Notable people[edit]

  • Ray Allen, professional basketball player, is from Dalzell, Sumter County, where his children still reside.
  • Chad Barwick, hard rock drummer , singer-songwriter, was born in Sumter he is also a founding member of the local Sumter music group The Shots
  • Brad Barwick, bass guitarist, singer-song writer, was born in Sumter he is also a founding member of the local Sumter music group The Shots
  • Lee Brice, country music singer-songwriter
  • Ryan Buell, Founder of Penn State Paranormal Research Society. Has a reality series on A&E called Paranormal State.
  • Ronnie Burgess, National Football League defensive back, formerly of the Green Bay Packers.
  • Virginia Capers, Tony Award-winning actress
  • Pete Chilcutt, played basketball for the University of North Carolina and then the NBA from 1991 to 2000.
  • Jim Clyburn, politician, currently a member of the U.S. House of Representatives and House Majority Whip for the 110th Congress
  • O'Neal Compton , film and television actor, writer, photographer, commercial filmmaker, born and raised in Sumter County, where three of his four brothers still reside.
  • Rob Crosby, country music artist
  • Ray Davis ("Stingray") was a founding member of The Parliaments, Parliament and Funkadelic
  • Gloria Conyers Hewitt, mathematician
  • Grady Holland, Guitarist , song writer, founding member of the local Sumter music group The Shots, a notable hard rock band
  • Clara Louise Kellogg, famous opera singer
  • Terry Kinard, a first round draft pick of the New York Giants, played in the 1986 Super Bowl and had an 8-year NFL career
  • David A. King, former Director of NASA Marshall Space Flight Center located in Huntsville, Alabama
  • Major General George L. Mabry, Jr., Medal of Honor recipient and second most decorated soldier of World War II
  • Bill Pinkney of the Drifters was born in Dalzell, Sumter County
  • Cleveland Pinkney, former professional football player, played with the Tampa Bay Buccaneers, the Carolina Panthers, and the Detroit Lions
  • Jamie Pleasant, 1st African American to graduate from Georgia Tech with PH.D. in business in 1999, best selling author, Pastor[21][22][23]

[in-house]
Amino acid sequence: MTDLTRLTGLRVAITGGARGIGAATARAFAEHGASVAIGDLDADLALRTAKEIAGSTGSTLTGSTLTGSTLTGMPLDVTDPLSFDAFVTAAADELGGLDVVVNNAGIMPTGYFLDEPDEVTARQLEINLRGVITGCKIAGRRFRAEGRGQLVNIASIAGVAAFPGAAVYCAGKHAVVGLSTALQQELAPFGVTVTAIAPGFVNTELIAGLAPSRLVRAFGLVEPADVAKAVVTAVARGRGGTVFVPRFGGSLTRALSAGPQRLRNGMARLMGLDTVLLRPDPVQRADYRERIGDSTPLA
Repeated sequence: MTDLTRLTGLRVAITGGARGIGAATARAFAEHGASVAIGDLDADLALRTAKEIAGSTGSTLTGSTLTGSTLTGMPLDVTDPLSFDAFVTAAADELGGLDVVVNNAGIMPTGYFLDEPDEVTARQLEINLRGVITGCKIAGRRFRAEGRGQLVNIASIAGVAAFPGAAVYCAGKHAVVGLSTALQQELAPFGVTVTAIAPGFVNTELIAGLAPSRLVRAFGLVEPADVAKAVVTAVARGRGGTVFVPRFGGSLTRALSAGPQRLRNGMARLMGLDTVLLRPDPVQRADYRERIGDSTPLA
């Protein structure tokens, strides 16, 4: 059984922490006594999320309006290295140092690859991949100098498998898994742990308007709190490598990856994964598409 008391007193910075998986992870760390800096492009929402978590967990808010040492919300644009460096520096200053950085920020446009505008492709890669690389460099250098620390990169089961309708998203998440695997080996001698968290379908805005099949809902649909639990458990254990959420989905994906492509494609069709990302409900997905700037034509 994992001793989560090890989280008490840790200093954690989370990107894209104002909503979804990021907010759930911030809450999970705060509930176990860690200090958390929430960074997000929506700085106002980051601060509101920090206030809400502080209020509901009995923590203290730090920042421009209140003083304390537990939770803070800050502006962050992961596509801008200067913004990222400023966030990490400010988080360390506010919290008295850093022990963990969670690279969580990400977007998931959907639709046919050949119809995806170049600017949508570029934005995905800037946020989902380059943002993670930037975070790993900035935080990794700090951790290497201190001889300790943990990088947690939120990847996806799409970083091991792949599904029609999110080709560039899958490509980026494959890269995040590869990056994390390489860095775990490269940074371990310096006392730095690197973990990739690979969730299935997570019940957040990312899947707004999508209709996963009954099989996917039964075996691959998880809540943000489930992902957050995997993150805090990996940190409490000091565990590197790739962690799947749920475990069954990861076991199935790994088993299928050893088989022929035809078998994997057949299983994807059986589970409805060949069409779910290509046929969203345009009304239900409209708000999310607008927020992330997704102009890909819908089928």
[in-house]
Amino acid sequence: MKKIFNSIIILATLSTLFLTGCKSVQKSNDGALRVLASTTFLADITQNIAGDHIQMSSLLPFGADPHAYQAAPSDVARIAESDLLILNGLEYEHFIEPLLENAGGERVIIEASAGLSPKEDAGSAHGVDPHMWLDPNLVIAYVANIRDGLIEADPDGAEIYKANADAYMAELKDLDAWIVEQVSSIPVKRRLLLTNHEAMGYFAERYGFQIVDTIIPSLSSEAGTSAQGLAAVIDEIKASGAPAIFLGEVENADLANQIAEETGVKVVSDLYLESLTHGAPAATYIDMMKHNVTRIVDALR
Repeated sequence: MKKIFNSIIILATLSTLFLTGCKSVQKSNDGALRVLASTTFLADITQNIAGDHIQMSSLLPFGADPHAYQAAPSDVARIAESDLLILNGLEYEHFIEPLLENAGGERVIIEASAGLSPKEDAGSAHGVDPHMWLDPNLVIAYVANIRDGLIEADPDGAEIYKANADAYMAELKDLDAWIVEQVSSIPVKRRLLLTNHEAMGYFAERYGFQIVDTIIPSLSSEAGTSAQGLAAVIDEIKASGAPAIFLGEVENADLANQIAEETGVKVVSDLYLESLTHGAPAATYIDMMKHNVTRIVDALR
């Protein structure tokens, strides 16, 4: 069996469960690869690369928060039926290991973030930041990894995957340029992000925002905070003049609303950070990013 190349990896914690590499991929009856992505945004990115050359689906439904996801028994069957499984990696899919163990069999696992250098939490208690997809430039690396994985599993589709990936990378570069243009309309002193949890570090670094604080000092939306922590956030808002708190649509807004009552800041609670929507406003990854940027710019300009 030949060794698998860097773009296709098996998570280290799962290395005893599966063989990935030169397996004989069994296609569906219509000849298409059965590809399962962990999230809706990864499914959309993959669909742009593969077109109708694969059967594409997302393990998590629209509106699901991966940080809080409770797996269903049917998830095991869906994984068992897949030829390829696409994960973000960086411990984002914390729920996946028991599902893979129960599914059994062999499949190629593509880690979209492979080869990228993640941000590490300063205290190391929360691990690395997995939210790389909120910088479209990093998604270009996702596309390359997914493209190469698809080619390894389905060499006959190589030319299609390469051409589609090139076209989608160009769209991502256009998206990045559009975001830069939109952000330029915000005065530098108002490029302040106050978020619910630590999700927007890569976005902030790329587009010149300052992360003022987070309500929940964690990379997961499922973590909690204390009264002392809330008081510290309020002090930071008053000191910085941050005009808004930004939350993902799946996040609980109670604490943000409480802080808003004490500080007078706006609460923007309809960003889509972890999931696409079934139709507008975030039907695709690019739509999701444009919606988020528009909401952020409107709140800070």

• Jason Ratcliff, NASCAR crew chief, currently for Matt Kenseth at Joe Gibbs Racing.[24]
  • Bobby Richardson, of the New York Yankees still resides in Sumter
  • Wally Richardson, former starting quarterback for Penn State
  • Angelica Singleton Van Buren, acting First Lady of the United States during the presidency of Martin Van Buren
  • Freddie Solomon, National Football League wide receiver, formerly of the Miami Dolphins and San Francisco 49ers
  • Shawn Weatherly, Miss South Carolina USA 1980, Miss USA 1980 and Miss Universe 1980

References[edit]

  1. ^ a b "American FactFinder". United States Census Bureau. Retrieved 2008-01-31. 
  2. ^ "US Board on Geographic Names". United States Geological Survey. 2007-10-25. Retrieved 2008-01-31. 
  3. ^ "Find a County". National Association of Counties. Retrieved 2011-06-07. 
  4. ^ "Table 2: Population Estimates for the 100 Most Populous Metropolitan Statistical Areas Based on July 1, 2006 Population Estimates: April 1, 2000 to July 1, 2006" (PDF). U.S. Census Bureau. 2007-04-05. Retrieved 2009-11-10. [dead link]
  5. ^ "American FactFinder". United States Census Bureau. Retrieved 2011-05-14. 
  6. ^ http://www.sumtersc.gov/heritage-history.aspx
  7. ^ http://www.sumtersc.gov/tourism.aspx/
  8. ^ "National Register Information System". National Register of Historic Places. National Park Service. 2010-07-09. 
  9. ^ "US Gazetteer files: 2010, 2000, and 1990". United States Census Bureau. 2011-02-12. Retrieved 2011-04-23. 
  10. ^ Sumter, South Carolina (SC) - Sperling's BestPlaces
  11. ^ http://www.city-data.com/city/Sumter-South-Carolina.html
  12. ^ http://os.cqpress.com/citycrime/MetroCrime2008_Rank_Rev.pdf
  13. ^ http://os.cqpress.com/citycrime2008/citycrime2008.htm
  14. ^ http://www.sumtersc.gov/governments.aspx
  15. ^ "2009–2010 SSD17 Fast Facts". Sumter School District 17. 
  16. ^ Rail Transit Study
  17. ^ http://www.baseball-reference.com/bullpen/Sumter_Braves
  18. ^ http://www.baseball-reference.com/bullpen/Sumter_Flyers
  19. ^ http://www.p-15.com/P15Fans.asp
  20. ^ [1]
  21. ^ http://www.sbus.cau.edu/faculty/JamiePleasant.pdf
  22. ^ http://www.newzionchristianchurch.org/about/meet-our-apostle
  23. ^ http://www.amazon.com/dp/1449541402
  24. ^ "Crew Chief Jason Ratcliff Bio | Stock Car Racing Magazine Article at Automotive.com". Circletrack.automotive.com. 1967-12-08. Retrieved 2010-12-09. 

External links[edit]